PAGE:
Power looks for clean race

DAVE 'CRASH' CAMERON, QMI Agency

, Last Updated: 12:00 PM ET

EDMONTON - You can imagine the accents bouncing off each other: Will Power’s guitar-strum of an Australian accent swapping notes with the Southern twang of his new neighbours.

Power and his bride recently made a move from Indianapolis to another power centre of motorsports, Charlotte, N.C.

“It all sounds great, mate,” said Power before his first walkabout around the new track at City Centre Airport on Thursday.

(Surprisingly, Power is not the lone Oz-man in Carolina. Teammate Ryan Briscoe is there, and former Aussie V-8 Supercar champ Marcus Ambrose is racing in NASCAR.)

Cars bouncing off each other is a more immediate topic for Power and his No. 12 Verizon Penske. As in the recent Toronto Indy, when Power and co-series-leader Dario Franchitti had a get-together that saw the Scotsman go on for a win and Power suffer a second-straight non-finish.

“It’s pretty typical of Toronto. It makes it tight racing. Yeah, I was a victim of two incidents,” he said, chuckling out the last word.

“I wasn’t happy, definitely not. The thing is, I always try to race clean. I don’t like to run into people and ruin their day.”

But what can you do on a nowhere-to-go street circuit like Toronto?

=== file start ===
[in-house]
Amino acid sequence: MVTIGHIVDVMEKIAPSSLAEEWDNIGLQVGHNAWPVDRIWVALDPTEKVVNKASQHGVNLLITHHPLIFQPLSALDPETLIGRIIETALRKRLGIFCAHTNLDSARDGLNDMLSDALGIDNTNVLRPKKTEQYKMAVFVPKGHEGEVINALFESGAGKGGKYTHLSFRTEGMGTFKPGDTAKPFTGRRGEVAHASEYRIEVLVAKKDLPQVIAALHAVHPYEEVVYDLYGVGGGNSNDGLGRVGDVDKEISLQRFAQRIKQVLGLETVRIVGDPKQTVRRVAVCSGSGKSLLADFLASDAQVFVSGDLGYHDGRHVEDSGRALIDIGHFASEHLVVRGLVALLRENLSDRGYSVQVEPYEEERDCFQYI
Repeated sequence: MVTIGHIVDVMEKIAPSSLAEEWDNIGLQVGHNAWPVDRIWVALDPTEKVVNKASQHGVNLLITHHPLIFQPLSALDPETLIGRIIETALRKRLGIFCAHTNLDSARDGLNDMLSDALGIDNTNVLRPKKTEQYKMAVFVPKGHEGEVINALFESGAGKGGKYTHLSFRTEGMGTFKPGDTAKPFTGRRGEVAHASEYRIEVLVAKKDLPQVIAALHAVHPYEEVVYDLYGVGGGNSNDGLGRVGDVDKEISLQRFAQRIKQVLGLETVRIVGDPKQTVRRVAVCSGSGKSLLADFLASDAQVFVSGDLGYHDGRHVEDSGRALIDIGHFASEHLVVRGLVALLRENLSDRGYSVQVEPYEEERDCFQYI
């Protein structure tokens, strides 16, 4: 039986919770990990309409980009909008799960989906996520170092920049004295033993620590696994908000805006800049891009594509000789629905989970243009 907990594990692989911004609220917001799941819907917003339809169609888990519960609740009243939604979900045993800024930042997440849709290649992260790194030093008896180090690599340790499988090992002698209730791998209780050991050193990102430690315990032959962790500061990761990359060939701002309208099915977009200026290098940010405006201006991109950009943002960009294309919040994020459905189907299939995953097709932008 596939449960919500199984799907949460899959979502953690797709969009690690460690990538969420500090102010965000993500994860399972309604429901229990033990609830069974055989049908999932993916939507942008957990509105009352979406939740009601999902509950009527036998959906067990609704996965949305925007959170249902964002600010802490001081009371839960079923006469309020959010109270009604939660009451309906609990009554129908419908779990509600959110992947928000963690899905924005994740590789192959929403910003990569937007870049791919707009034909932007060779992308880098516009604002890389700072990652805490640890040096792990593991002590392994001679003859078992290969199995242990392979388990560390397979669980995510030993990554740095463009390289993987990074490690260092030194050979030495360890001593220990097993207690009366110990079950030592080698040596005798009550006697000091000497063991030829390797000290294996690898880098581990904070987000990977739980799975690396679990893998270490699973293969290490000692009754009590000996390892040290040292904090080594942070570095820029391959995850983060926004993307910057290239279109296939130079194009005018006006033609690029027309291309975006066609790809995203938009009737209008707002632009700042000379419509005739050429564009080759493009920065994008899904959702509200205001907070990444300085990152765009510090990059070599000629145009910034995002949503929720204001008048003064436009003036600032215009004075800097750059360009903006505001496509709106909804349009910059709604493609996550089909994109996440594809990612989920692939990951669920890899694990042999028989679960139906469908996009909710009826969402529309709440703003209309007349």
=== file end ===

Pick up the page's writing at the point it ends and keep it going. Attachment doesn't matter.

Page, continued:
“There is,” answered Power. “You can not go into people, not run into people.”

But it’s time to move on.

“Two DNF’s in a row: nothing more to say about other than it’s not good.

“As a team, as a whole, we need to have a good result. That’s what I’m focused on. I’m not focused on what happened in Toronto. Or what happened in Iowa.”

The new Edmonton track retains the wide-open spaces of before, but there are also hairpin turns that could cause calamities, much like the late-great airport race in Cleveland. And there is a long straight, like another been-and-gone race in Portland, Ore., and a new race in Sao Paulo, Brazil.

“You’re right. There is a mixture of tracks in here: a bit of Brazil, a bit of Long Beach, a bit of Cleveland in that really wide section. It’s pretty cool.”

And it’s a clean slate for all drivers and all teams.

“That’s always a good thing,” said Power, smiling at the thought. “It’s great when there’s no (carried over) expectations. No one knows what lines to take, no one knows anything about set-up. You just go.”

Then there’s the weather.

“If it rains on the Friday, it makes it even tougher for Saturday in qualifying. If it rains (for practice on Friday) and then dry for qualifying, then you don’t learn anything from practice. Nothing.

“If it rains for Saturday you won’t learn in the wet for (Sunday),” he said, before asking: “Is it going to rain on Sunday?”

It’s Northern Alberta. We’ll just have to wait, mate.

*****

Not only will Will Power be driving on an all-new track, he’ll be doing it for onlY the second-straight race — third overall — with Penske boss Tim Cindric as his race strategist.

Cindric — moving over after 12 years with Helio Castroneves — likes the idea of Edmonton being a start-from-scratch scenario.

“You can clear the history books,” said Cindric.

“You can’t predict what everybody is going to do. There’s no data that can predict what you’re competitor is going to do.”

And some decisions you just have to make “based on experience or just your gut feeling.”

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